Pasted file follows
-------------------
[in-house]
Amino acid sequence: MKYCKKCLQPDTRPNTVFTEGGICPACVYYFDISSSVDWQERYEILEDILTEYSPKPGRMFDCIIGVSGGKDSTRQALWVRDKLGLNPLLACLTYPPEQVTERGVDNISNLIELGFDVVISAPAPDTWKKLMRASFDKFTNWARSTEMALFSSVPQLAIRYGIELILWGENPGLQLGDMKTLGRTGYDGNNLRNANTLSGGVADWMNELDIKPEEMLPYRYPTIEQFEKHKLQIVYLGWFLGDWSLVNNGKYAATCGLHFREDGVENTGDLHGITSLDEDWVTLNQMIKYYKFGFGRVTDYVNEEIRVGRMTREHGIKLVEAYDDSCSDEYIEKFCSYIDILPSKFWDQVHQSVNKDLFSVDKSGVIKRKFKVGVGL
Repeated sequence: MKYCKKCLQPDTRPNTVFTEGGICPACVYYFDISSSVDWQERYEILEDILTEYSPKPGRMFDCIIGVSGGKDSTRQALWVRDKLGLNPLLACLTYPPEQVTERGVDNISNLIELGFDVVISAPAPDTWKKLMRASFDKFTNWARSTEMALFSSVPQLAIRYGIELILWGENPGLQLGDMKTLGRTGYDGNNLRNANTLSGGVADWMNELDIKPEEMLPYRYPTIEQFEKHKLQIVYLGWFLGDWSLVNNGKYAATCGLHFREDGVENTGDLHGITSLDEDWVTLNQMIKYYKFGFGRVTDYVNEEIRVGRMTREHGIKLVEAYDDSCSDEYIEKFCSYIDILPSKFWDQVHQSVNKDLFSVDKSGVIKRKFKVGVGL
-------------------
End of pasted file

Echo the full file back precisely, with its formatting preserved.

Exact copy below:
[in-house]
Amino acid sequence: MKYCKKCLQPDTRPNTVFTEGGICPACVYYFDISSSVDWQERYEILEDILTEYSPKPGRMFDCIIGVSGGKDSTRQALWVRDKLGLNPLLACLTYPPEQVTERGVDNISNLIELGFDVVISAPAPDTWKKLMRASFDKFTNWARSTEMALFSSVPQLAIRYGIELILWGENPGLQLGDMKTLGRTGYDGNNLRNANTLSGGVADWMNELDIKPEEMLPYRYPTIEQFEKHKLQIVYLGWFLGDWSLVNNGKYAATCGLHFREDGVENTGDLHGITSLDEDWVTLNQMIKYYKFGFGRVTDYVNEEIRVGRMTREHGIKLVEAYDDSCSDEYIEKFCSYIDILPSKFWDQVHQSVNKDLFSVDKSGVIKRKFKVGVGL
Repeated sequence: MKYCKKCLQPDTRPNTVFTEGGICPACVYYFDISSSVDWQERYEILEDILTEYSPKPGRMFDCIIGVSGGKDSTRQALWVRDKLGLNPLLACLTYPPEQVTERGVDNISNLIELGFDVVISAPAPDTWKKLMRASFDKFTNWARSTEMALFSSVPQLAIRYGIELILWGENPGLQLGDMKTLGRTGYDGNNLRNANTLSGGVADWMNELDIKPEEMLPYRYPTIEQFEKHKLQIVYLGWFLGDWSLVNNGKYAATCGLHFREDGVENTGDLHGITSLDEDWVTLNQMIKYYKFGFGRVTDYVNEEIRVGRMTREHGIKLVEAYDDSCSDEYIEKFCSYIDILPSKFWDQVHQSVNKDLFSVDKSGVIKRKFKVGVGL